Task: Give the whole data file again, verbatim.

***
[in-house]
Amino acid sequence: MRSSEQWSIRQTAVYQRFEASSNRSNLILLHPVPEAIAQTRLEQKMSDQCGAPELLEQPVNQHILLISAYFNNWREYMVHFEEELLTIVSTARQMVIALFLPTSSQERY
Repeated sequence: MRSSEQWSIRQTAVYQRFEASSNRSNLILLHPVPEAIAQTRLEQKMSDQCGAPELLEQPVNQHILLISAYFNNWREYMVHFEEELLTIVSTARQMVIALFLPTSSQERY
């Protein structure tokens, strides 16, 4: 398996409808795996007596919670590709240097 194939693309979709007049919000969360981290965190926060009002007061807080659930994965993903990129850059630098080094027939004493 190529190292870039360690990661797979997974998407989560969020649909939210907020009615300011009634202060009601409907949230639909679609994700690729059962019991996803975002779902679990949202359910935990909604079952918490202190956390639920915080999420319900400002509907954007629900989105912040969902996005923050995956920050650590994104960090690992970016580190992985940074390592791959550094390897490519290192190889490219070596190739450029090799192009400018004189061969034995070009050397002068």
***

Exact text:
[in-house]
Amino acid sequence: MRSSEQWSIRQTAVYQRFEASSNRSNLILLHPVPEAIAQTRLEQKMSDQCGAPELLEQPVNQHILLISAYFNNWREYMVHFEEELLTIVSTARQMVIALFLPTSSQERY
Repeated sequence: MRSSEQWSIRQTAVYQRFEASSNRSNLILLHPVPEAIAQTRLEQKMSDQCGAPELLEQPVNQHILLISAYFNNWREYMVHFEEELLTIVSTARQMVIALFLPTSSQERY
């Protein structure tokens, strides 16, 4: 398996409808795996007596919670590709240097 194939693309979709007049919000969360981290965190926060009002007061807080659930994965993903990129850059630098080094027939004493 190529190292870039360690990661797979997974998407989560969020649909939210907020009615300011009634202060009601409907949230639909679609994700690729059962019991996803975002779902679990949202359910935990909604079952918490202190956390639920915080999420319900400002509907954007629900989105912040969902996005923050995956920050650590994104960090690992970016580190992985940074390592791959550094390897490519290192190889490219070596190739450029090799192009400018004189061969034995070009050397002068």